I noticed, Rachelle, that you have a link that says “Six queries that I’ve critiqued.” I’ve clicked on the link a few times, and I keep getting bounced back to this post. I would love to read it.
BTW, my Twitter handle is @looneyfilberts. Thanks Porter! My FB page is Christine Dorman (SOBS). Blessings to everyone. 🙂
I’ve been through immigration and security checkpoints in 3rd World countries.
I have given birth to 4 babies.
I have sent 2 queries.
Guess what makes me MORE nervous?
Yuh huh! The Query Letter!
When all else fails, put your best query down, close your eyes and click send. After you do that a few times, it gets easier. I’ve had more no’s than a steak at a vegan convention. Just keep clicking. Someone’s out there who’ll see your work at just the right time.
“more no’s than a steak at a vegan convention” – beautiful, Sir. Absolutely beautiful.
I sent out 80 queries before I finally got a yes from a small publisher. Then when that tanked, I figured I didn’t have much else to lose by self-publishing. Seems the only people who like my book are my readers.
Funny how that works out, eh Stephen?
Hi, folks, finding some interesting comments here! Remember, per my guest post here (thanks, Rachelle!) on Twitter handles — http://ow.ly/boMK0 — I can do a lot more for you if you’ll PUT YOUR TWITTER HANDLE INTO YOUR COMMENT WITH YOUR NAME. (One way? See how I’ve done it — that’s right in the name field on your comment, just put a slash, then your @-symbol Twitter handle.) Big help when it comes to moving your good thoughts around to other venues. Thanks!
-Porter / @Porter_Anderson
Thank you for the tip. (I don’t have twitter yet. It is last on my list of establishing my social media reach. Probably because it seems the most daunting.) I appreciate these kind reminders. There is really so much to remember, but I am finding each small thing you do can really compound.
You hit the nail on the head with the word “really.” You even put it in italics when you said “makes us ‘really’ want to read it. Isn’t that the real problem? How is the writer supposed to know what makes an agent “really” want to read a query letter? If I send out ten (or more) query letters, then I’m supposed to know what makes each agent I send it to “want” to read them. Granted, I can research an agent to find his/her preferences, and spell the agent’s name (and the agency name) correctly, and write a short, concise letter that expresses what the novel is about in an interesting and singular way, but that doesn’t mean I’m writing it so you “really” want to read it. Trying to do that for 10 or 50 or more agents would be almost impossible. I write the best letter I can and I orient it to the agent as best I can, but if the agent doesn’t want to read it, that’s the chance I take. There’s a real subjective nature here that puts the author at a disadvantage. I suspect that when you send a manuscript to an editor at a publishing house, you may know that editor personally, or at least professionally. That’s not true of most new writers. We don’t know most of the agents we send letters to.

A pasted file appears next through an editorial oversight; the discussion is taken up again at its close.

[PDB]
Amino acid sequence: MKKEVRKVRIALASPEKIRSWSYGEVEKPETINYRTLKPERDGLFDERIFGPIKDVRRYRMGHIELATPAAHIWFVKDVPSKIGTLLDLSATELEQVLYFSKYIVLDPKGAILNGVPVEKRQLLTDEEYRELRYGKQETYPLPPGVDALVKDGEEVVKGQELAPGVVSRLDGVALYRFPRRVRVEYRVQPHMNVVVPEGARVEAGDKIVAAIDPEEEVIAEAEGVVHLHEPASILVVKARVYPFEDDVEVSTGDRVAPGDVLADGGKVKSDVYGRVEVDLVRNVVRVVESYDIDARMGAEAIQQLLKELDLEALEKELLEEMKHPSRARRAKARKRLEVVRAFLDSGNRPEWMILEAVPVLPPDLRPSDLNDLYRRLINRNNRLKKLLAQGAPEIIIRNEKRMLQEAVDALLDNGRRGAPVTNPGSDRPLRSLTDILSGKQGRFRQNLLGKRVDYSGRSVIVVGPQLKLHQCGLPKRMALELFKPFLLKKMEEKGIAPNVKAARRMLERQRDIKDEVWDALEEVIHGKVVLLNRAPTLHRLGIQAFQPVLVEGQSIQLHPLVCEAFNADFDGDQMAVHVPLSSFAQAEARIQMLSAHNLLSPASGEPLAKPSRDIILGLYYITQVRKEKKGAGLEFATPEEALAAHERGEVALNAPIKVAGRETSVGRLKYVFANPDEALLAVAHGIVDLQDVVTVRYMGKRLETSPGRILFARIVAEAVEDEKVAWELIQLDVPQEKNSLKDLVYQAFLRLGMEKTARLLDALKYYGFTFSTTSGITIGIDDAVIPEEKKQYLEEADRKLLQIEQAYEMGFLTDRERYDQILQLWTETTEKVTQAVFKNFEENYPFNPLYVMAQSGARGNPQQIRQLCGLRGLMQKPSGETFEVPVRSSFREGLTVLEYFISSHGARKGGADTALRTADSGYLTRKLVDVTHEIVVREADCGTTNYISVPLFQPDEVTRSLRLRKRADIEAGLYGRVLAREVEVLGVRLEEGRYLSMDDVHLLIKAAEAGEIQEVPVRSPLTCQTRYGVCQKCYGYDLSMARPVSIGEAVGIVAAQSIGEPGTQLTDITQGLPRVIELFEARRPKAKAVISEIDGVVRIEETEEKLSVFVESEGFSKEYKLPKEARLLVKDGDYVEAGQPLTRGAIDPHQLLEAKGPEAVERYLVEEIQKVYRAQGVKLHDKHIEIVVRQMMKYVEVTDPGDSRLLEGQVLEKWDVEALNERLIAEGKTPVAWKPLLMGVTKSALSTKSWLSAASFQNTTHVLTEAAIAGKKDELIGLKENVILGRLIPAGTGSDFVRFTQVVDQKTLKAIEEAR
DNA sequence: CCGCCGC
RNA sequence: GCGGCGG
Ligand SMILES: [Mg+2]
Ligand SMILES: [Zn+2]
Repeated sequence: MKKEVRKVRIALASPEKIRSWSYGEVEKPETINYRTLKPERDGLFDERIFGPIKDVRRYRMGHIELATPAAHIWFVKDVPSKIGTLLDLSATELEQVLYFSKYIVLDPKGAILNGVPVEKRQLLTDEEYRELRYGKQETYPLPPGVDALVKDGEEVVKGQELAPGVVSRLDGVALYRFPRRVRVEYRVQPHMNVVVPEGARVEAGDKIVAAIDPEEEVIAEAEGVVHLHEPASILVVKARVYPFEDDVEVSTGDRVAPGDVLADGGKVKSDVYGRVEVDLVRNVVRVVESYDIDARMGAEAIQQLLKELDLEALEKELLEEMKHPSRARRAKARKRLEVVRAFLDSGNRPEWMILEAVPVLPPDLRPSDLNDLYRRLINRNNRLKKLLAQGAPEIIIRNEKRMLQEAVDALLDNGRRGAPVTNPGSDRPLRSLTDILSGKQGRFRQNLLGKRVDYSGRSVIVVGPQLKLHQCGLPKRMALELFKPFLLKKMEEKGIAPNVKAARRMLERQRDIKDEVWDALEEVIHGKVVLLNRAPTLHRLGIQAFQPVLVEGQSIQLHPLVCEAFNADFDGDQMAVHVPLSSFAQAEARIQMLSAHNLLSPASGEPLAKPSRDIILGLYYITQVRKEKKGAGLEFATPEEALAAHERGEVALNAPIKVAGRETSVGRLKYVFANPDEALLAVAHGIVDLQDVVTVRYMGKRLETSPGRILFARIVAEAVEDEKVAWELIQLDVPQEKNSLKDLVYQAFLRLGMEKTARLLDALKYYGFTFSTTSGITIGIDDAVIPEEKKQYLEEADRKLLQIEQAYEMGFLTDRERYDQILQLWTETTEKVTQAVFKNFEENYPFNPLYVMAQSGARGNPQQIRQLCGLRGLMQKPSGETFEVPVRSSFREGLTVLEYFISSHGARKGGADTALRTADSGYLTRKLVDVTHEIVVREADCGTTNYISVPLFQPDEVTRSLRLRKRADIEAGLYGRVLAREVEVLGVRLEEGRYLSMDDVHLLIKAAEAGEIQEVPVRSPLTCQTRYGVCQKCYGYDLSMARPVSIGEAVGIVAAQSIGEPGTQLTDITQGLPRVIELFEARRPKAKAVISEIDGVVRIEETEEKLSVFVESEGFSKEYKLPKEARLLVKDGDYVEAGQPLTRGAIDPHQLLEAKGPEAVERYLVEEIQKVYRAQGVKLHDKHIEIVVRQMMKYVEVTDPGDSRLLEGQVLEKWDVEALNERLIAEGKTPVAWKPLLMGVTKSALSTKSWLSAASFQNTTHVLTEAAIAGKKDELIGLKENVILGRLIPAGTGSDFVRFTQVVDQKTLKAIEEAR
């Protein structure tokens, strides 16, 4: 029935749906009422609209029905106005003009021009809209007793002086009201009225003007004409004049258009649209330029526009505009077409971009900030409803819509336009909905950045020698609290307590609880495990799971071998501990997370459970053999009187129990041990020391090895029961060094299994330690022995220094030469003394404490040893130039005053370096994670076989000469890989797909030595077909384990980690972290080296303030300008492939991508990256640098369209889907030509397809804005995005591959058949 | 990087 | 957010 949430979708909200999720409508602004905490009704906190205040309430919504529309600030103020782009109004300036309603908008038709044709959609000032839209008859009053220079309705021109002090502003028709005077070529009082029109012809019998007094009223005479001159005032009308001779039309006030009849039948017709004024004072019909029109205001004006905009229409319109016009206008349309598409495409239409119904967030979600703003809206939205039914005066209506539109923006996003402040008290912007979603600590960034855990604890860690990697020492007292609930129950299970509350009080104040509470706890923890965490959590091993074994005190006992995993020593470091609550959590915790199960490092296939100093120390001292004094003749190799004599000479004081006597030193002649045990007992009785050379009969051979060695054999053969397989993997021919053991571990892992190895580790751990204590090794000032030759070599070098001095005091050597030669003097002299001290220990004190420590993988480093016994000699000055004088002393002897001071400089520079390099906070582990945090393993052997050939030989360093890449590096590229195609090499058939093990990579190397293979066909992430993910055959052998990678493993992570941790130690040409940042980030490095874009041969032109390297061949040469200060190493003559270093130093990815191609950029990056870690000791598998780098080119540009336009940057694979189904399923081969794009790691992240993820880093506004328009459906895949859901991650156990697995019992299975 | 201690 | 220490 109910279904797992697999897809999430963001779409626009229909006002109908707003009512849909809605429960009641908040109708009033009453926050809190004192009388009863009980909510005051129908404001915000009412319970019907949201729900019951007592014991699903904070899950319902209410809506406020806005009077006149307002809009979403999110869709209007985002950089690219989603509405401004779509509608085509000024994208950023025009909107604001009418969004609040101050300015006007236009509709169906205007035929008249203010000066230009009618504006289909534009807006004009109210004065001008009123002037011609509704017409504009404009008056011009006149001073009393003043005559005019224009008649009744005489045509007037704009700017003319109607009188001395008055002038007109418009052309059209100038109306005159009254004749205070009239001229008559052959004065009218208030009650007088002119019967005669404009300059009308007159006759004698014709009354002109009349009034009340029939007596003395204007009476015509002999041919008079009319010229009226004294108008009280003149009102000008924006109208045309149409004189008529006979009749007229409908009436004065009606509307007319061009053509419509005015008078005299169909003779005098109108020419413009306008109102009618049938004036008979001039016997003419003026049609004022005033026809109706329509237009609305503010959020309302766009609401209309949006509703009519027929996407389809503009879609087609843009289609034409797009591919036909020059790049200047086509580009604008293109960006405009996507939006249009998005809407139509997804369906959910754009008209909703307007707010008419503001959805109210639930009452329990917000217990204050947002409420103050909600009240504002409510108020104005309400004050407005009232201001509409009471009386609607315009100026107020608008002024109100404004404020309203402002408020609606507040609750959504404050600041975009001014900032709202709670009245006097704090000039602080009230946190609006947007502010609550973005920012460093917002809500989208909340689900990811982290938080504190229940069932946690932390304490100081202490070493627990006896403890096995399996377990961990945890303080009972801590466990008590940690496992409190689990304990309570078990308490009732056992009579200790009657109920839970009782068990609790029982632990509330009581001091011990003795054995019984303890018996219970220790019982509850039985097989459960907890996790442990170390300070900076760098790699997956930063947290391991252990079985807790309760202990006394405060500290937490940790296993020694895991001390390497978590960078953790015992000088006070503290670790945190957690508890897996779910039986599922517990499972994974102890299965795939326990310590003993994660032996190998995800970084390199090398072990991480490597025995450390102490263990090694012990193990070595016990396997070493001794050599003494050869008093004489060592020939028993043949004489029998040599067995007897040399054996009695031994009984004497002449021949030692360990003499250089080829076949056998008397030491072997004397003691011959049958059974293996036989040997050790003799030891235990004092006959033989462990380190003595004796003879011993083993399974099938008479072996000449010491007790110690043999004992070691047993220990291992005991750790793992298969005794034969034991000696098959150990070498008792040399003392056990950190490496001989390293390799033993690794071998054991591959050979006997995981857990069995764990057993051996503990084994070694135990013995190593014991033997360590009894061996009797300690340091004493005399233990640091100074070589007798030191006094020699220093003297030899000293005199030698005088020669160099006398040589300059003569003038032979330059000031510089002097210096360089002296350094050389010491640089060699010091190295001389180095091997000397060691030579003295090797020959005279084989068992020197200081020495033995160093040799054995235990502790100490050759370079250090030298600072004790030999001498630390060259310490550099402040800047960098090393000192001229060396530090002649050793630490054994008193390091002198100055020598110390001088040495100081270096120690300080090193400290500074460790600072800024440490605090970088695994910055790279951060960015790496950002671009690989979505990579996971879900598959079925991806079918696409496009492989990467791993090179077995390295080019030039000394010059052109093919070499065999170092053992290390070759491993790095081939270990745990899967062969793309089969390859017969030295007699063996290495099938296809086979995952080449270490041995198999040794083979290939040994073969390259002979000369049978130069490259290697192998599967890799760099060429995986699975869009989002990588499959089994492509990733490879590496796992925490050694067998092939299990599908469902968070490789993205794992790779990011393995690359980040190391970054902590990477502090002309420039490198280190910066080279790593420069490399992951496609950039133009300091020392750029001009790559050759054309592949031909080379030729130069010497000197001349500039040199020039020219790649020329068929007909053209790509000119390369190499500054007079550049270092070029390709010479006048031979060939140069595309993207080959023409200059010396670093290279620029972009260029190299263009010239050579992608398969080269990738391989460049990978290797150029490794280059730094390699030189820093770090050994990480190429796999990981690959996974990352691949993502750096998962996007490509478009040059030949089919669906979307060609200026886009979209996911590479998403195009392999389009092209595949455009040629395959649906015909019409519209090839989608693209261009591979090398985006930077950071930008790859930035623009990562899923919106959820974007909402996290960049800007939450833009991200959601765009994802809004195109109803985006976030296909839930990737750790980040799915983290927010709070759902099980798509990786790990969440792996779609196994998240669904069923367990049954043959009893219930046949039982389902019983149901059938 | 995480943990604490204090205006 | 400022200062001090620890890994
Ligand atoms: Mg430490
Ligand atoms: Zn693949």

True, and some agents say they are looking for “adult fiction”. That narrows it down! LOL!
One of my favorite “query letters” is on the back cover of Jimmy Buffett’s “A Pirate Looks At 50.” Essentially, he writes his life in “400 words or less.” This encapsulates both the drama and the context for the book…and it makes you want to read the rest of it.
Fear is my biggest challenge. It’s realizing I have one brief chance to grab an agent’s attention and I don’t want to blow it. Completing the project is less daunting then perfecting the query to pitch it!
“I don’t want to blow it.” You’ve summed it up for me, Peter. In all honesty, I know that my novel is a pretty doggone good piece of writing, but I’m afraid that it will never get published because I can’t perfect the query letter. And that’s what I need to let go of–trying to write the perfect query. Rachelle’s description of a query helps take some of the pressure off.
My biggest problem with writing a query letter is being too close to the project when writing the synopsis. I want to tell all about my characters, what they’re doing, who comes in, subplots, the twists and turns, and where it ends up.
Hmm, maybe I should save that first draft to use when writing the dreaded synopsis.
The best thing I’ve done is send my letter off to someone who has never read the story. She was able to give an unbiased opinion if the blurb made her want to read the book.
I think I spent more time on my query letter than I did writing the whole book! Ok, maybe not. But I think that query letter is the first impression so that makes it difficult. Aside from the logistics of the composition there’s the questions, “too friendly?”, “too staid and professional?”, “too short?”, “bad elevator pitch?”, etc. And when you get conflicting opinions from crit partners on your paragraph summary of the book or your elevator pitches, then you get really concerned! LOL Although, I found doing a lot of research and studying resources that teach you how-tos helps a lot. In the end, my finger still shook about 15 min. after I pressed “send”.